You can hide and show DOM nodes using the tv-true and tv-not-true attributes. A DOM node with the tv-true attribute will be visible if the variable represented by the value of the attribute is truthy. Likewise, a DOM node with tv-not-true will be visible only when the value of the variable is false.

The tv-foreach attribute points to an array, and it's perhaps the most interesting of all TiCo-V's special attributes. Its job is to help with the rendering of repeated nodes when displaying data from arrays. This makes it useful for displaying items in tables and lists. Any element to which a tv-foreach attribute is attached becomes a wrapper, and its internal nodes become a template to be reapeated for items in the array.

Binding Variables

To bind an object to a template such as the one in our example above, you can use:

import {tv} from "./ticoview.js"

const view = tv("#profile"); // Create the binding view. = {
    firstname: "Kofi",
    lastname: "Manu",
    avatar: "09348534ea87e.png",
    logs: [
        {time: "2018-05-06 02:00:00 +005", log: "Something to talk about"},
        {time: "2018-05-06 02:10:00 +005", log: "Another thing to make noise about"},
}                             // Assign data to the binding view.

Here we see that the firstname, lastname, and avatar values are displayed in span and img elements respectively. Additionally, the logs value is displayed in a ul element, whose li items are repeated for each value in the logs element.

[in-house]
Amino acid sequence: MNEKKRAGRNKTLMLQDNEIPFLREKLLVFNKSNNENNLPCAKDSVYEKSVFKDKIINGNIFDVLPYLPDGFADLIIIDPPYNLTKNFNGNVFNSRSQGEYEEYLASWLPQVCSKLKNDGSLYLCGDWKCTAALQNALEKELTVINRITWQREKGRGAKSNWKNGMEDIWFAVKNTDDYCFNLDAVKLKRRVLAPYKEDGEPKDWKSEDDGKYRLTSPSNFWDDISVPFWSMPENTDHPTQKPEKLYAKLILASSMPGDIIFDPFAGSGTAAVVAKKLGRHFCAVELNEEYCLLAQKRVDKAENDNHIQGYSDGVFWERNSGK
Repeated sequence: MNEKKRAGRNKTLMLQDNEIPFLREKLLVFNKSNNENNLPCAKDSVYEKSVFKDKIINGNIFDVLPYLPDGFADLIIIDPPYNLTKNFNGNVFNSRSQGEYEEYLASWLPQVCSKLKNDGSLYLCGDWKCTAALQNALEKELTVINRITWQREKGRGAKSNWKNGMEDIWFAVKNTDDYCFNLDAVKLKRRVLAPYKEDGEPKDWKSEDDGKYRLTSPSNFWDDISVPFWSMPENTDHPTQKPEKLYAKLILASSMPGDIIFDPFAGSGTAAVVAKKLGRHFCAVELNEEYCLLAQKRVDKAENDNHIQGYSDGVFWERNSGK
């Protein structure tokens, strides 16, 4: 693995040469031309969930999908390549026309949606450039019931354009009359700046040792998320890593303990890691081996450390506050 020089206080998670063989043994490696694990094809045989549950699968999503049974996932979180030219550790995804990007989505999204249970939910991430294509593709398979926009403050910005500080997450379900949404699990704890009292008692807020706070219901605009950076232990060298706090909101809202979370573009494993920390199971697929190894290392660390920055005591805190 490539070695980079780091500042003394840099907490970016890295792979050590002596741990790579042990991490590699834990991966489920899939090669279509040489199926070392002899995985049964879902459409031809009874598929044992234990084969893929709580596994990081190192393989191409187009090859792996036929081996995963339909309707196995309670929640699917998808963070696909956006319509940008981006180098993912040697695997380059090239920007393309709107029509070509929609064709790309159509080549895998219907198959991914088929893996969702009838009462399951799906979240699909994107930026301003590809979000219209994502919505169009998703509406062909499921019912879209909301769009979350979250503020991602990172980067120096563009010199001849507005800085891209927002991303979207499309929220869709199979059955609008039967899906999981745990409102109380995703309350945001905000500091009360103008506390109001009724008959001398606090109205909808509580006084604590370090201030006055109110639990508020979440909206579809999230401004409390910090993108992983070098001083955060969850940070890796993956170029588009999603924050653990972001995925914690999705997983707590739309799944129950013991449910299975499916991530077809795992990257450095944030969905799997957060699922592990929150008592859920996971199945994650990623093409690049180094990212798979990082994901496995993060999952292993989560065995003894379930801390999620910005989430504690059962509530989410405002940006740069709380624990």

The tv function that binds dom nodes to views can take both CSS paths and dom nodes as arguments. This means the view creation can be substituted with the following without any issue.

const view = tv(document.getElementById("profile"))

Event handling and access to dynamic DOM nodes

Because TiCo-v modifies the DOM in place any events assigned to DOM nodes through traditional means, such as a call to addEventListener or even through attributes (like onclick,) still work. An exception, however, exists for nodes that are repeated through tv-foreach nodes. Because these nodes are created on the fly (as data is bound) only the events specified through attributes become active. If you intend to dynamically attach events through addEventListener, or if you need access to those DOM nodes for any other purpose, you need to sniff out the dom nodes as they are created and attached. You can do this by attaching an event listener to the DOM node with the tv-foreach attribute.

For example, considering the template from the example above, if we wanted to attach click events to the li items under the logs list, we could add an event listener as follows:

    e => e.detail.nodes[0].addEventListener("click", clickEvent)

Notice that we first attached a tv-update event to the logs ul element. This event fires whenever items in the logs list are updated. The event object sent along has a detail property that stores the nodes that were in the template. In the case of our example, this will be a single li element. To this element you can then attach your click event or use the node object however possible.